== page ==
sundance 2014 part two

I had to cut out early from my perennially favourite Sundance event, the Animation Spotlight, due to a scheduling conflict (with another Sundance movie), but didn't really have any absolute favourites this year of the ones I did see: Marilyn Myller: (6 minute animated short) A black and white (primarily whitewashed) story about an artist who, in a fit of frustration one day, destroys some of her sculptures. She realizes that her audience reacts positively to such a harsh, dramatic performance and so she starts destroying her creations for their pleasure, though its clear she's reluctant to do so and even though it's, "kind of stupid, kind of stupid..."

Blame It On the Seagull: (13 minute animated short) A Norwegian documentary about Pelle Sandstrak and what it was like for him to start experiencing symptoms of Obsessive Compulsive Disorder and Tourette's Syndrome when he was a teenager. Interesting, sad, elegant sketches.

Passer, Passer: (5 minute animated short) Brief, colorful short that "celebrates the hidden world of background music."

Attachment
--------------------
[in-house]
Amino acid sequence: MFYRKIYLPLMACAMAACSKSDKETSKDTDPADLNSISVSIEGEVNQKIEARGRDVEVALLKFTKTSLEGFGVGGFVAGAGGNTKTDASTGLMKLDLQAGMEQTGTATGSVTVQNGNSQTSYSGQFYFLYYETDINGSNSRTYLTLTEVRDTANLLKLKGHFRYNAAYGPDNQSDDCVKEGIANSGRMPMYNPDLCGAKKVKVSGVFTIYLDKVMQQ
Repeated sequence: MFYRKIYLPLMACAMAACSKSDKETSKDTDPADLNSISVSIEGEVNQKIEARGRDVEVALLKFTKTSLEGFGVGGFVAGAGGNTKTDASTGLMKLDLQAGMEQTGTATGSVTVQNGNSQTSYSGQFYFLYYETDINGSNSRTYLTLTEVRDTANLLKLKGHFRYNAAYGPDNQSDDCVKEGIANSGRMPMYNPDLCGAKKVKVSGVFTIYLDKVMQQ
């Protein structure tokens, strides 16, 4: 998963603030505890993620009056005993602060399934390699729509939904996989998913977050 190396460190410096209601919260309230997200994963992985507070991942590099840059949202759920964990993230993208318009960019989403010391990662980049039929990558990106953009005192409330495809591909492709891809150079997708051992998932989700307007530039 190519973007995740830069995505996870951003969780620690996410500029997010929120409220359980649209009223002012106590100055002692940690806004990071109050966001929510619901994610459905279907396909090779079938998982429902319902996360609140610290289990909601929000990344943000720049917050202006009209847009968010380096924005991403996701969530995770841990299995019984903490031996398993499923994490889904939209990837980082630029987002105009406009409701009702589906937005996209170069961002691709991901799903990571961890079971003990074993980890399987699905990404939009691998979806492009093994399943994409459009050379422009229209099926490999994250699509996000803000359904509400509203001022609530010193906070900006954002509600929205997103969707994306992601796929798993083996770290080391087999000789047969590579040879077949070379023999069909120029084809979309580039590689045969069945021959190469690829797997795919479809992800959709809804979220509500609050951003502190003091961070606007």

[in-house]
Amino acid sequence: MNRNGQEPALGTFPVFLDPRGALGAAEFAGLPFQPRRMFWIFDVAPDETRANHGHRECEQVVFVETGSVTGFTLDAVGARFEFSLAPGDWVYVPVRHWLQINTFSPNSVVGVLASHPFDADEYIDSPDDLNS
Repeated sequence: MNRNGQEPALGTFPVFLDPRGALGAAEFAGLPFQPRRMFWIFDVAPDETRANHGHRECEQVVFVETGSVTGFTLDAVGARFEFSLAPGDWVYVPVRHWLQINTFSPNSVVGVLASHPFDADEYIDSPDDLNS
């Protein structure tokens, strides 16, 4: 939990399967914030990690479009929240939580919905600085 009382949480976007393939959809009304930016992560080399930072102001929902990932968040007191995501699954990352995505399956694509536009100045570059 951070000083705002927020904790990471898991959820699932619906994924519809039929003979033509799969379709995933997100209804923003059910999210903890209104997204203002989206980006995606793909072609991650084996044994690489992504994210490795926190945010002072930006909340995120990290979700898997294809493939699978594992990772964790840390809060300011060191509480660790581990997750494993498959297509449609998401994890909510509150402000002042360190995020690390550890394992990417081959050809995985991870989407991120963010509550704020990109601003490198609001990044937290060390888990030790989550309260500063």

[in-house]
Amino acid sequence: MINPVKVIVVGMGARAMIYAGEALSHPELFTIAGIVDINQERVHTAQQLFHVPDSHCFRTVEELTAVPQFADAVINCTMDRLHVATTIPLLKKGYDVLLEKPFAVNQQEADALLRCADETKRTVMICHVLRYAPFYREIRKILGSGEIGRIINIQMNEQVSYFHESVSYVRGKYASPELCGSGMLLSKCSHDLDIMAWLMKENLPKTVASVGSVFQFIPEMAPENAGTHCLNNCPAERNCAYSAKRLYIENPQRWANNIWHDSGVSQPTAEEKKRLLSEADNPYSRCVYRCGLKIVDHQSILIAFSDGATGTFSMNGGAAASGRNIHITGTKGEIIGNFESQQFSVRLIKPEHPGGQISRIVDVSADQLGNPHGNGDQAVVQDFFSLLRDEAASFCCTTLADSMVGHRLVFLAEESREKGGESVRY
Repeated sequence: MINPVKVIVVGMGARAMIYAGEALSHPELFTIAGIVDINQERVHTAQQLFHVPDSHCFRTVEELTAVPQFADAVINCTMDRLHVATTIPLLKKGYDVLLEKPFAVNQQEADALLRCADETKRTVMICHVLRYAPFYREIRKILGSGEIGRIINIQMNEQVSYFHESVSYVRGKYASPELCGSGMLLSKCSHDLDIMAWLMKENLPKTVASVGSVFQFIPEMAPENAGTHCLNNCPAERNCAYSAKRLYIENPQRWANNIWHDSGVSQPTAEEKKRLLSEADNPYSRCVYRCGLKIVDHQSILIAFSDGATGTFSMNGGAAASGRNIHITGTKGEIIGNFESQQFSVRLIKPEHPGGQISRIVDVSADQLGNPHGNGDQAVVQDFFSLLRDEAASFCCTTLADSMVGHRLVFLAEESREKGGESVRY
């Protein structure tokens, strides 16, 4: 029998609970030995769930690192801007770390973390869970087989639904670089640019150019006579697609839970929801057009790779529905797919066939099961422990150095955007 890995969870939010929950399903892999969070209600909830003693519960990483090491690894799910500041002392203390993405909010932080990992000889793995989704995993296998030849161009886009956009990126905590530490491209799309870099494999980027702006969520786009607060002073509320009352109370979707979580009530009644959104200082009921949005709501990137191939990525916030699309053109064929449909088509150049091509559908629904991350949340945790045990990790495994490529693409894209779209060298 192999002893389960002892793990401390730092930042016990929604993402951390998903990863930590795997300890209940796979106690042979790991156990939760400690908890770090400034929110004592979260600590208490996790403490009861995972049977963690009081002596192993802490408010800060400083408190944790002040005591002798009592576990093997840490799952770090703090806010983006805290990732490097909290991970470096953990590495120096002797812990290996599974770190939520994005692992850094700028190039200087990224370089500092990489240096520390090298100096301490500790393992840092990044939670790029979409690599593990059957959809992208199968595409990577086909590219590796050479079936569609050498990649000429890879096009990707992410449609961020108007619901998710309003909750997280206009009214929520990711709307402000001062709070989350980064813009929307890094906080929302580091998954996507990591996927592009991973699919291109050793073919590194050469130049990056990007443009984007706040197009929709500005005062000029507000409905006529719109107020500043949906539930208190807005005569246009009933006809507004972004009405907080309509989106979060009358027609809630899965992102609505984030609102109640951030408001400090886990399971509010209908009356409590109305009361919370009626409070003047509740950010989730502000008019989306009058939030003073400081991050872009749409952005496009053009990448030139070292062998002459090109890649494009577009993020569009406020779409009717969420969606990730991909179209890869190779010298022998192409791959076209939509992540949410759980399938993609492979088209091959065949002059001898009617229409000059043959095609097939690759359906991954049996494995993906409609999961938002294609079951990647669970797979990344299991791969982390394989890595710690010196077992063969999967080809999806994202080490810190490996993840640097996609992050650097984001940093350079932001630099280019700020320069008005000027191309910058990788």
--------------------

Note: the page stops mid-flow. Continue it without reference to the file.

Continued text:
The Present: (15 minute animated short) Certainly the strongest. A Taiwanese film about a man who misses the ferry and has to stay overnight at a small hotel. The landlord's seriously disturbed daughter crawls into his bed in the middle of the night and it's all downhill from there. Starkly monochromatic with the exception of brilliant red highlights like the girl's lips, and saturating blood, the images were elegant and entrancing.

14022-1

Phantom Limb: (5 minutes animated short) Another strong film. A woman has lost her arm and the doctor tells her it wouldn't be unusual for her to feel the presence of the missing limb. She walks away, seemingly adjusting well and not sensing anything, but it's her boyfriend who has difficulties with the phantom limb. Only five minutes long but seemed longer, in a good way, as the emotional investment was heavy early on. You can watch the film at the link provided (as part of a larger compilation).

Yearbook: (6 minute animated short) A man is hired for a top secret project: to catalog all of the famous and important people in human history before a missile launched by aliens ends Earth - in seventeen years. He can't bear to tell his wife about it. Nice reference to Cat Stevens.

White Morning: (12 minute animated short) The synopsis for this short: "A short film about the violence of little boys and little men." Creepy. I'm completely divided as to whether I liked it or whether it was too violent for me to be okay with it.

So, yeah, I love shorts. Short films. Short animations.  Short monologues (The Moth!). Short stories. So I indulged that obsession this year for about a third of my Sundance experience. But I did see five other full-length films as well...